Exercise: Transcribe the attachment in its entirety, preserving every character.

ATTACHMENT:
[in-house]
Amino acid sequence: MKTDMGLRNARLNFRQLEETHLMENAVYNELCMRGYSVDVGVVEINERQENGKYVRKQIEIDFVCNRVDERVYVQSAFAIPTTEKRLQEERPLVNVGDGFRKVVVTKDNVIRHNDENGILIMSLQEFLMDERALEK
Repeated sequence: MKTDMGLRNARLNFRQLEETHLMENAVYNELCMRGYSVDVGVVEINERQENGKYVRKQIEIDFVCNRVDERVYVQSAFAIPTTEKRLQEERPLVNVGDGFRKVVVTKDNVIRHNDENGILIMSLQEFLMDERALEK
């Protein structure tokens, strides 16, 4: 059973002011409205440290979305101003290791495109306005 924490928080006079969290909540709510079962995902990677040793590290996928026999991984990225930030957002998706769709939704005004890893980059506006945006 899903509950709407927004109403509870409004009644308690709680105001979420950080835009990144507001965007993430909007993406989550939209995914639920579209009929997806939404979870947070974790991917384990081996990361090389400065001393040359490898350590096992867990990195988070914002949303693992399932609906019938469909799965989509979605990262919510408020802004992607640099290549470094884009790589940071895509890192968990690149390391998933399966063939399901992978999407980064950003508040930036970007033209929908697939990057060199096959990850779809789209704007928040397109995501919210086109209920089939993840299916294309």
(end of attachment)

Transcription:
[in-house]
Amino acid sequence: MKTDMGLRNARLNFRQLEETHLMENAVYNELCMRGYSVDVGVVEINERQENGKYVRKQIEIDFVCNRVDERVYVQSAFAIPTTEKRLQEERPLVNVGDGFRKVVVTKDNVIRHNDENGILIMSLQEFLMDERALEK
Repeated sequence: MKTDMGLRNARLNFRQLEETHLMENAVYNELCMRGYSVDVGVVEINERQENGKYVRKQIEIDFVCNRVDERVYVQSAFAIPTTEKRLQEERPLVNVGDGFRKVVVTKDNVIRHNDENGILIMSLQEFLMDERALEK
């Protein structure tokens, strides 16, 4: 059973002011409205440290979305101003290791495109306005 924490928080006079969290909540709510079962995902990677040793590290996928026999991984990225930030957002998706769709939704005004890893980059506006945006 899903509950709407927004109403509870409004009644308690709680105001979420950080835009990144507001965007993430909007993406989550939209995914639920579209009929997806939404979870947070974790991917384990081996990361090389400065001393040359490898350590096992867990990195988070914002949303693992399932609906019938469909799965989509979605990262919510408020802004992607640099290549470094884009790589940071895509890192968990690149390391998933399966063939399901992978999407980064950003508040930036970007033209929908697939990057060199096959990850779809789209704007928040397109995501919210086109209920089939993840299916294309």